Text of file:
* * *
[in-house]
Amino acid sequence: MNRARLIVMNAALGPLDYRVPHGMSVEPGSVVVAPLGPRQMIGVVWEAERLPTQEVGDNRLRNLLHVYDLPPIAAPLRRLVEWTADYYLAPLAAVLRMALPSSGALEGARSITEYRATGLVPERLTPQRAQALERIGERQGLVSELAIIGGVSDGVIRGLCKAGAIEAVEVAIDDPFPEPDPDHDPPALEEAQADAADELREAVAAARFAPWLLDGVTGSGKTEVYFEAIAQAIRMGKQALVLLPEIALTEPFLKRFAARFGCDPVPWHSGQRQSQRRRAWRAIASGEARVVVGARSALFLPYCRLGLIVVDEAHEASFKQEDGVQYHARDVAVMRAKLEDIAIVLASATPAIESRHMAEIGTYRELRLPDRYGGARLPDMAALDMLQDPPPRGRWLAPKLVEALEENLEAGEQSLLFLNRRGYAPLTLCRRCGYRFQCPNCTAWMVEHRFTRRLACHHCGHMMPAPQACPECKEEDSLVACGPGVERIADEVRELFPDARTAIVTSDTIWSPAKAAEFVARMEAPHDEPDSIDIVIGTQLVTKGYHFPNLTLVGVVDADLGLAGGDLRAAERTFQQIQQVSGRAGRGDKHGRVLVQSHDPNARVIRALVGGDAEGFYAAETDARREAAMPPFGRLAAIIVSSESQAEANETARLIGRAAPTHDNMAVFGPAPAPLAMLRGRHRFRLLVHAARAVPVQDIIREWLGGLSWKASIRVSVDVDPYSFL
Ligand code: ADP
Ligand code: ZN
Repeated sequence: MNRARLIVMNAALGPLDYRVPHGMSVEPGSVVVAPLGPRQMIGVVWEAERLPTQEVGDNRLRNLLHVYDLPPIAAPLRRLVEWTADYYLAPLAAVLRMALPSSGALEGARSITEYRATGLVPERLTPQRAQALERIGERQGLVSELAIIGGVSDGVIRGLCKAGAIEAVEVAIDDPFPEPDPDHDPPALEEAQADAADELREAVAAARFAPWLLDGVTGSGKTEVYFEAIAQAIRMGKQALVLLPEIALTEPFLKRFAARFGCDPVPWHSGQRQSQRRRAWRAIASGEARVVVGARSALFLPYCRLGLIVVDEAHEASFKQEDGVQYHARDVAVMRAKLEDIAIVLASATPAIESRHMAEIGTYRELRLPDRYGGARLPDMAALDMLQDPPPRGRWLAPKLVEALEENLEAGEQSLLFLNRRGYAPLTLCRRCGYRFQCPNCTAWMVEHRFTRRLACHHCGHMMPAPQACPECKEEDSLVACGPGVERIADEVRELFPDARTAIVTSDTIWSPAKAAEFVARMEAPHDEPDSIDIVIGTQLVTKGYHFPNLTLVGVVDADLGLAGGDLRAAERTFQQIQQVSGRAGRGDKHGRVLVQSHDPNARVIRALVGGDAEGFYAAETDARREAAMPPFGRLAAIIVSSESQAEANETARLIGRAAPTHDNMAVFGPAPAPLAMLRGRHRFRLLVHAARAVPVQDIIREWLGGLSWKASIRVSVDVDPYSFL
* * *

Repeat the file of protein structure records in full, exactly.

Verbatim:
[in-house]
Amino acid sequence: MNRARLIVMNAALGPLDYRVPHGMSVEPGSVVVAPLGPRQMIGVVWEAERLPTQEVGDNRLRNLLHVYDLPPIAAPLRRLVEWTADYYLAPLAAVLRMALPSSGALEGARSITEYRATGLVPERLTPQRAQALERIGERQGLVSELAIIGGVSDGVIRGLCKAGAIEAVEVAIDDPFPEPDPDHDPPALEEAQADAADELREAVAAARFAPWLLDGVTGSGKTEVYFEAIAQAIRMGKQALVLLPEIALTEPFLKRFAARFGCDPVPWHSGQRQSQRRRAWRAIASGEARVVVGARSALFLPYCRLGLIVVDEAHEASFKQEDGVQYHARDVAVMRAKLEDIAIVLASATPAIESRHMAEIGTYRELRLPDRYGGARLPDMAALDMLQDPPPRGRWLAPKLVEALEENLEAGEQSLLFLNRRGYAPLTLCRRCGYRFQCPNCTAWMVEHRFTRRLACHHCGHMMPAPQACPECKEEDSLVACGPGVERIADEVRELFPDARTAIVTSDTIWSPAKAAEFVARMEAPHDEPDSIDIVIGTQLVTKGYHFPNLTLVGVVDADLGLAGGDLRAAERTFQQIQQVSGRAGRGDKHGRVLVQSHDPNARVIRALVGGDAEGFYAAETDARREAAMPPFGRLAAIIVSSESQAEANETARLIGRAAPTHDNMAVFGPAPAPLAMLRGRHRFRLLVHAARAVPVQDIIREWLGGLSWKASIRVSVDVDPYSFL
Ligand code: ADP
Ligand code: ZN
Repeated sequence: MNRARLIVMNAALGPLDYRVPHGMSVEPGSVVVAPLGPRQMIGVVWEAERLPTQEVGDNRLRNLLHVYDLPPIAAPLRRLVEWTADYYLAPLAAVLRMALPSSGALEGARSITEYRATGLVPERLTPQRAQALERIGERQGLVSELAIIGGVSDGVIRGLCKAGAIEAVEVAIDDPFPEPDPDHDPPALEEAQADAADELREAVAAARFAPWLLDGVTGSGKTEVYFEAIAQAIRMGKQALVLLPEIALTEPFLKRFAARFGCDPVPWHSGQRQSQRRRAWRAIASGEARVVVGARSALFLPYCRLGLIVVDEAHEASFKQEDGVQYHARDVAVMRAKLEDIAIVLASATPAIESRHMAEIGTYRELRLPDRYGGARLPDMAALDMLQDPPPRGRWLAPKLVEALEENLEAGEQSLLFLNRRGYAPLTLCRRCGYRFQCPNCTAWMVEHRFTRRLACHHCGHMMPAPQACPECKEEDSLVACGPGVERIADEVRELFPDARTAIVTSDTIWSPAKAAEFVARMEAPHDEPDSIDIVIGTQLVTKGYHFPNLTLVGVVDADLGLAGGDLRAAERTFQQIQQVSGRAGRGDKHGRVLVQSHDPNARVIRALVGGDAEGFYAAETDARREAAMPPFGRLAAIIVSSESQAEANETARLIGRAAPTHDNMAVFGPAPAPLAMLRGRHRFRLLVHAARAVPVQDIIREWLGGLSWKASIRVSVDVDPYSFL